> 2012-03-21 16:41, Paul Kraus wrote:
> > I have been running ZFS in a mission critical application since
> > zpool version 10 and have not seen any issues with some of the vdevs
> > in a zpool full while others are virtually empty. We have been running
> > commercial Solaris 10 releases. The configuration was that each
> Thanks for sharing some real-life data from larger deployments,
> as you often did. That's something I don't often have access
> to nowadays, with a liberty to tell :)
Here's another datapoint, then:
I'm using sol10u9 and u10 on a number of supermicro boxes,
mostly X8DTH boards with LSI 9211/9208 controllers and E5600 CPUs.
Application is NFS file service to a bunch of clients, and
we also have an in-house database application written in Java
which implements a column-oriented db in files. Just about all
of it is raidz2, much of it running gzip-compressed.
Since I can't find anything saying not to other than some common
wisdom about not putting your eggs all in one basket that I'm
choosing to reject in some cases, I just keep adding vdevs to
the pool. started with 2TB barracudas for dev/test/archive
usage and constellations for prod, now 3TB drives, have just
added some of the new Pipeline drives with nothing particularly
of interest to note therefrom.
You can create a startlingly large pool this way:
ny-fs7(68)% zpool list
NAME SIZE ALLOC FREE CAP HEALTH ALTROOT
srv 177T 114T 63.3T 64% ONLINE -
most pools are smaller. this is an archive box that's also
the guinea pig, 12 vdevs of 7 drives raidz2. the largest prod
one is 130TB in 11 vdevs of 8 drives raidz2. I won't guess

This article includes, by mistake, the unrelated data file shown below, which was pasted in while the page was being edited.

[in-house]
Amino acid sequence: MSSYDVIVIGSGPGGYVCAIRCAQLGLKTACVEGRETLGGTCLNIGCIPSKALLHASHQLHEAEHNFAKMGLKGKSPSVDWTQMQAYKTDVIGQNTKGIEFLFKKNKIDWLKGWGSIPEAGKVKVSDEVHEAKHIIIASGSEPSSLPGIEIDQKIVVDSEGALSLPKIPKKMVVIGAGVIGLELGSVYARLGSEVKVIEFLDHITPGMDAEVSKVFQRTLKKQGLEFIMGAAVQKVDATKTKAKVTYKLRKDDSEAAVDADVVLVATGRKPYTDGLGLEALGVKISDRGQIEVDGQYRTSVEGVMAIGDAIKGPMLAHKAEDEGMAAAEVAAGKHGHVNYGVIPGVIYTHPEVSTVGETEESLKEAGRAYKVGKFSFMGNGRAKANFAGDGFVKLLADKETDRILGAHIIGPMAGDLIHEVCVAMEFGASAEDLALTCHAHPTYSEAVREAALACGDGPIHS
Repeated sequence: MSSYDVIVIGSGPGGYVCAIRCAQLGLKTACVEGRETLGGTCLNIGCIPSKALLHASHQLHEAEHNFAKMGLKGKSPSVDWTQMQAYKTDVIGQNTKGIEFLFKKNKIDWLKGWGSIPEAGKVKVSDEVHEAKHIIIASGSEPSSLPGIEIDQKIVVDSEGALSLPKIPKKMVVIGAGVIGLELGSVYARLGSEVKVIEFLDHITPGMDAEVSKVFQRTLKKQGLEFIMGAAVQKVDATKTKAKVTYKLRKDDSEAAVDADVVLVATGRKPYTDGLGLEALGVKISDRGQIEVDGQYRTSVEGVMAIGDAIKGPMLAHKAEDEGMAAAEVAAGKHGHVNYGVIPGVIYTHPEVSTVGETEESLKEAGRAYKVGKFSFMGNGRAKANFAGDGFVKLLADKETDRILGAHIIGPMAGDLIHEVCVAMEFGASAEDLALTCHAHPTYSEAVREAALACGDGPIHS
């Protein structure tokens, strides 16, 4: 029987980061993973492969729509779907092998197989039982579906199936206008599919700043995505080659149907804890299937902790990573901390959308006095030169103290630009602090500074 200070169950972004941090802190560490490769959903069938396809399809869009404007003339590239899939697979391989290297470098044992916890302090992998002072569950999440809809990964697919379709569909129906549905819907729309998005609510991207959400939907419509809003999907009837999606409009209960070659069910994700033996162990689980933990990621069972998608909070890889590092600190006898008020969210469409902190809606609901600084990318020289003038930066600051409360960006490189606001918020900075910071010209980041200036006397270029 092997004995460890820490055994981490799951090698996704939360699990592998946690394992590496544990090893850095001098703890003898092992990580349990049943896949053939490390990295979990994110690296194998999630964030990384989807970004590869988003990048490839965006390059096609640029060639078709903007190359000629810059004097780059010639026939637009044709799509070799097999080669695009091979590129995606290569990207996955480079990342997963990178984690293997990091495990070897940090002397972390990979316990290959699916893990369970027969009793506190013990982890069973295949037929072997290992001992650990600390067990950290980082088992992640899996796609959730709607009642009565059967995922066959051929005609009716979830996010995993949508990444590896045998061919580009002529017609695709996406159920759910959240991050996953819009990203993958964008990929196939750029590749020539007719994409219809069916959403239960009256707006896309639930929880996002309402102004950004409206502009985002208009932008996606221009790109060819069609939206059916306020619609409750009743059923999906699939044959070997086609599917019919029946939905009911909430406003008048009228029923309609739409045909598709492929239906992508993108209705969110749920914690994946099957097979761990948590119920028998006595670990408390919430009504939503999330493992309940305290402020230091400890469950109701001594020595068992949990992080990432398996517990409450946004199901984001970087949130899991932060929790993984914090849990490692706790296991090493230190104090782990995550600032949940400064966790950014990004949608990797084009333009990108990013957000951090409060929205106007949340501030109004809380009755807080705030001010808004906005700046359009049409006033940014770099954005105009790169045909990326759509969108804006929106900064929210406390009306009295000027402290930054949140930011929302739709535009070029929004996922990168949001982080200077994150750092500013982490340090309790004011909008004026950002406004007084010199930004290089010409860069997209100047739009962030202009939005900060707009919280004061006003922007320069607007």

at the mix of 2TB and 3TB. these are both sol10u9.
Another box has 150TB in 6 pools, raidz2/gzip using 2TB
constellations, dual X5690s with 144GB RAM running 20-30
Java db workers. We do manage to break this box on the
odd occasion - there's a race condition in the ZIO code
where a buffer can be freed while the block buffer is in
the process of being "loaned" out to the compression code.
However, it takes 600 zpool threads plus another 600-900
java threads running at the same time with a backlog of
80000 ZIOs in queue, so it's not the sort of thing that
anyone's likely to run across much. :) It's fixed
in sol11, I understand; however, our intended fix is
to split the whole thing so that the workload (which
for various reasons needs to be on one box) is moved
to a 4-socket Westmere, and all of the data pools
are served via NFS from other boxes.
I did lose some data once, long ago, using LSI 1068-based
controllers on older kit, but pretty much I can attribute
that to something between me-being-stupid and the 1068s
really not being especially friendly towards the LSI
expander chips in the older 3Gb/s SMC backplanes when used
for SATA-over-SAS tunneling. The current arrangements
are pretty solid otherwise.
The SATA-based boxes can be a little cranky when a drive
toasts, of course - they sit and hang for a while until they
finally decide to offline the drive. We take that as par
for the course; for the application in question (basically,
storing huge amounts of data on the odd occasion that someone
has a need for it), it's not exactly a showstopper.
I am curious as to whether there is any practical upper-limit
on the number of vdevs, or how far one might push this kind of
configuration in terms of pool size - assuming a sufficient
quantity of RAM, of course.... I'm sure I will need to
split this up someday but for the application there's just
something hideously convenient about leaving it all in one
filesystem in one pool.
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